The fixed conversion price after adjusting for the 1-for-20 reverse split in June is $15.88 so that will not factor into the equation. It looks like clause [i] results in the lowest floating conversion price at this time, with the five trading days between September 19 and September 23 resulting in a price of around $2. 85% of that is $1.70. $10 million worth of convertible notes at $1.70 results in 5.9 million shares being issued to the noteholders. That results in immediate selling pressure as the noteholders could achieve in excess of a 100% return by dumping their shares down to $3.40. If you were in their position and had the opportunity to take an easy double on a money-losing company with weak financials, would you not take it? So expect a lot of selling pressure on RGSE next week.

However, clause [ii] and [iii] provide the noteholders an incentive to short RGSE into oblivion. The noteholders are expected to start converting next week, but don't HAVE to convert. With clause [i], that allows them a safety net. The noteholders can freely short up to 5.9 million shares with absolutely no fear of repercussions. Should the stock price rise to, say, $20 on a short squeeze, they are no worse for wear as they can cover by converting the notes at around $1.70 and close the position.

However, if the stock slides downward, they have an incentive to short, and short it mercilessly. As day traders lose interest, existing longs start to sell and short selling picks up, the stock price might dip under $1.70. Let's say it drops to $1. The new floating conversion price using either clause [ii] or clause [iii] is $0.85 and the noteholders can now exchange $10 million for 11.8 million shares. Instead of making profits by shorting 5.9 million shares and covering with converted notes at $1.70, they stand to make even greater profits by shorting 11.8 million shares and covering with converted shares at $0.85. If they can convert at $0.50, that's 20 million shares. I think people can see where this is headed. As far as I can tell, there is no floor with respect to how low the floating rate can go.

Clause [i] always provides a safety net from short squeezes so that noteholders can short with a fair amount of confidence before deciding to convert and cover. Let's say that the noteholders successfully short RGSE down to 50 cents for a week next month. If there's a short squeeze to $1 or $2, there is nothing for them to worry about as the floating rate is still only $0.50.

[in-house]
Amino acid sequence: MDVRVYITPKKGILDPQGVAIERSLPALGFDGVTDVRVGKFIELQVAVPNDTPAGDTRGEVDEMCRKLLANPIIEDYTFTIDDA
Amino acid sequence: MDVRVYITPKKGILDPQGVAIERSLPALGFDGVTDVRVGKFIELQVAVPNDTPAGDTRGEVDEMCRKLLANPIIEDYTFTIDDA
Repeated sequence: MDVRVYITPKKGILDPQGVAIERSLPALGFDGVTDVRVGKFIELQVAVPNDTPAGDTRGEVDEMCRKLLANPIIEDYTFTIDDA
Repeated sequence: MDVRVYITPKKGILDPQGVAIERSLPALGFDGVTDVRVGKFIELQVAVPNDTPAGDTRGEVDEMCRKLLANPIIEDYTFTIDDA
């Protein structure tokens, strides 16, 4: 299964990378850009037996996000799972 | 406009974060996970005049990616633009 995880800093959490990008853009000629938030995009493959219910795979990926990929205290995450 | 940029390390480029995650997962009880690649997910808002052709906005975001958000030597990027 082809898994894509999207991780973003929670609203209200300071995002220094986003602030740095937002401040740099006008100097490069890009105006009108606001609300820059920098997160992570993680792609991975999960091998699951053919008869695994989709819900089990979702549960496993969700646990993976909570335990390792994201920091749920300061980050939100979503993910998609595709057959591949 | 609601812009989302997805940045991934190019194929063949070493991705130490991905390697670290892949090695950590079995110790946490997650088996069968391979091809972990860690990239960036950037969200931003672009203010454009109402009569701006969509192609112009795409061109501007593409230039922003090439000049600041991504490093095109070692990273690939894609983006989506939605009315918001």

RGSE is a perfect storm of preferred share dilution, convertible notes providing an incentive for noteholders to mercilessly short it and a company with weak financials that doesn't appear to have any positive near-term catalysts. RGSE looks like it will continue to need financing, usually in this toxic form. Stay away from this one unless you want to lose almost your entire investment in a relatively short time frame.

Disclosure: I/we have no positions in any stocks mentioned, and no plans to initiate any positions within the next 72 hours.

I wrote this article myself, and it expresses my own opinions. I am not receiving compensation for it (other than from Seeking Alpha). I have no business relationship with any company whose stock is mentioned in this article.

Editor's Note: This article covers one or more stocks trading at less than $1 per share and/or with less than a $100 million market cap. Please be aware of the risks associated with these stocks.

About this article:

Expand
Author payment: $35 + $0.01/page view. Authors of PRO articles receive a minimum guaranteed payment of $150-500. Become a contributor »
Tagged: , , , General Building Materials, , , Short
Problem with this article? Please tell us. Disagree with this article? .